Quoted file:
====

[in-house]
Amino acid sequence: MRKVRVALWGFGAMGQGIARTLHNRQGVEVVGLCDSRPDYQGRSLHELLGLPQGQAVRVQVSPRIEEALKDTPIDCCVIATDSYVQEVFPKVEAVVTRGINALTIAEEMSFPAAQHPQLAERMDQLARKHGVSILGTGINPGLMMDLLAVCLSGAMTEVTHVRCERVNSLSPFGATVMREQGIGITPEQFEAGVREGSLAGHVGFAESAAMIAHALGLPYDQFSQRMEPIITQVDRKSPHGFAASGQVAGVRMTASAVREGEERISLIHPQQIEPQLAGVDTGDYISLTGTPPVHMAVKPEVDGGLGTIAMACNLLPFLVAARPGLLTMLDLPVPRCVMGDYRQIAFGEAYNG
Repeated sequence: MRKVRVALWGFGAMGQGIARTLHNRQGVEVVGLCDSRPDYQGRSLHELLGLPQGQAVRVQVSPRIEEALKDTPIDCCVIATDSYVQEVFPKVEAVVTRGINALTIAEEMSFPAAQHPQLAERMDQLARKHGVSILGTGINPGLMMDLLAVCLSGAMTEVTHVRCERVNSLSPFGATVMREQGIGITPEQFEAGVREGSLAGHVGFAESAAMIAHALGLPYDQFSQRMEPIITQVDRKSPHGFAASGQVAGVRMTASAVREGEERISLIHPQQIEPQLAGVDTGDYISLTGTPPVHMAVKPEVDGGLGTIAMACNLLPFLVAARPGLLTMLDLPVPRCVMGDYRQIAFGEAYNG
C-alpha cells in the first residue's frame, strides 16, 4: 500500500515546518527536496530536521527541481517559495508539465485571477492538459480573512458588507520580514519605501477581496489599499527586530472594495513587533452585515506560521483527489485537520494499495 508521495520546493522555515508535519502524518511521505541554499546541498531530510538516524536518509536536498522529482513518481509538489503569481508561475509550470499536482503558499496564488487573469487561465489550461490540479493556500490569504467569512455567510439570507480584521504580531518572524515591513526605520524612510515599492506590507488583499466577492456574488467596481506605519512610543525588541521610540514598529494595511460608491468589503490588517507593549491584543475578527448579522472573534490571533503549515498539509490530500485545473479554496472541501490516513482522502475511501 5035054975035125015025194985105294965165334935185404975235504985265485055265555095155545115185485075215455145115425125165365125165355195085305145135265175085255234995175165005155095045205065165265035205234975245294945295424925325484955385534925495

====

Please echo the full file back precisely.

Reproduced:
[in-house]
Amino acid sequence: MRKVRVALWGFGAMGQGIARTLHNRQGVEVVGLCDSRPDYQGRSLHELLGLPQGQAVRVQVSPRIEEALKDTPIDCCVIATDSYVQEVFPKVEAVVTRGINALTIAEEMSFPAAQHPQLAERMDQLARKHGVSILGTGINPGLMMDLLAVCLSGAMTEVTHVRCERVNSLSPFGATVMREQGIGITPEQFEAGVREGSLAGHVGFAESAAMIAHALGLPYDQFSQRMEPIITQVDRKSPHGFAASGQVAGVRMTASAVREGEERISLIHPQQIEPQLAGVDTGDYISLTGTPPVHMAVKPEVDGGLGTIAMACNLLPFLVAARPGLLTMLDLPVPRCVMGDYRQIAFGEAYNG
Repeated sequence: MRKVRVALWGFGAMGQGIARTLHNRQGVEVVGLCDSRPDYQGRSLHELLGLPQGQAVRVQVSPRIEEALKDTPIDCCVIATDSYVQEVFPKVEAVVTRGINALTIAEEMSFPAAQHPQLAERMDQLARKHGVSILGTGINPGLMMDLLAVCLSGAMTEVTHVRCERVNSLSPFGATVMREQGIGITPEQFEAGVREGSLAGHVGFAESAAMIAHALGLPYDQFSQRMEPIITQVDRKSPHGFAASGQVAGVRMTASAVREGEERISLIHPQQIEPQLAGVDTGDYISLTGTPPVHMAVKPEVDGGLGTIAMACNLLPFLVAARPGLLTMLDLPVPRCVMGDYRQIAFGEAYNG
C-alpha cells in the first residue's frame, strides 16, 4: 500500500515546518527536496530536521527541481517559495508539465485571477492538459480573512458588507520580514519605501477581496489599499527586530472594495513587533452585515506560521483527489485537520494499495 508521495520546493522555515508535519502524518511521505541554499546541498531530510538516524536518509536536498522529482513518481509538489503569481508561475509550470499536482503558499496564488487573469487561465489550461490540479493556500490569504467569512455567510439570507480584521504580531518572524515591513526605520524612510515599492506590507488583499466577492456574488467596481506605519512610543525588541521610540514598529494595511460608491468589503490588517507593549491584543475578527448579522472573534490571533503549515498539509490530500485545473479554496472541501490516513482522502475511501 5035054975035125015025194985105294965165334935185404975235504985265485055265555095155545115185485075215455145115425125165365125165355195085305145135265175085255234995175165005155095045205065165265035205234975245294945295424925325484955385534925495